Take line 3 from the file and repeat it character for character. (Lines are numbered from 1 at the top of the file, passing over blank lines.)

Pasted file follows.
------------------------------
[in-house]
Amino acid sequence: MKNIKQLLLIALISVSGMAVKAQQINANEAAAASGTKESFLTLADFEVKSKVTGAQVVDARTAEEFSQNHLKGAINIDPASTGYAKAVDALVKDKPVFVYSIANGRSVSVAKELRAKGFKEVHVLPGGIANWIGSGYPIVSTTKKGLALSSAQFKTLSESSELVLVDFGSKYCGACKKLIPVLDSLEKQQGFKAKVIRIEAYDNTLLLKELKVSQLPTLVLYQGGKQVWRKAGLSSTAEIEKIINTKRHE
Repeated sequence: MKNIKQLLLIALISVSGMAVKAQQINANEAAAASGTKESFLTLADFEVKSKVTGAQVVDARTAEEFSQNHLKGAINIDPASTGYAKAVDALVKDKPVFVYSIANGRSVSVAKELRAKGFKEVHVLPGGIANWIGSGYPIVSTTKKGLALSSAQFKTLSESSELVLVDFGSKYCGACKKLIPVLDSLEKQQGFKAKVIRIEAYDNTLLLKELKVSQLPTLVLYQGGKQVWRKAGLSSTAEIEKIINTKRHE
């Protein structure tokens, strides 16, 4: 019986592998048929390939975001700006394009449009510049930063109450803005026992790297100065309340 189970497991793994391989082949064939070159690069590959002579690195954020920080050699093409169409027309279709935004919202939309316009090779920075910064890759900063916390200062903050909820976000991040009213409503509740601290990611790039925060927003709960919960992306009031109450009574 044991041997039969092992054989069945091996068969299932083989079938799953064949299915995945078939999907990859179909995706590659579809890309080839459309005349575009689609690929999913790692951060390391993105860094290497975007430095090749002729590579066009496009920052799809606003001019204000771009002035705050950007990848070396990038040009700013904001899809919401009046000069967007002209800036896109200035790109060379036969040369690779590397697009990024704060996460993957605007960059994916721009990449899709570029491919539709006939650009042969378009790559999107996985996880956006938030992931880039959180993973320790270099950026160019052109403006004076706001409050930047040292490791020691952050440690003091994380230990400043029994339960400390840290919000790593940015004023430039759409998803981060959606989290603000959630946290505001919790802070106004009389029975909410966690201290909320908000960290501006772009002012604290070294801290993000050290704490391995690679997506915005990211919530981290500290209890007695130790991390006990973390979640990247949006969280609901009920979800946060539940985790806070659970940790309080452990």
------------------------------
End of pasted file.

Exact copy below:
Repeated sequence: MKNIKQLLLIALISVSGMAVKAQQINANEAAAASGTKESFLTLADFEVKSKVTGAQVVDARTAEEFSQNHLKGAINIDPASTGYAKAVDALVKDKPVFVYSIANGRSVSVAKELRAKGFKEVHVLPGGIANWIGSGYPIVSTTKKGLALSSAQFKTLSESSELVLVDFGSKYCGACKKLIPVLDSLEKQQGFKAKVIRIEAYDNTLLLKELKVSQLPTLVLYQGGKQVWRKAGLSSTAEIEKIINTKRHE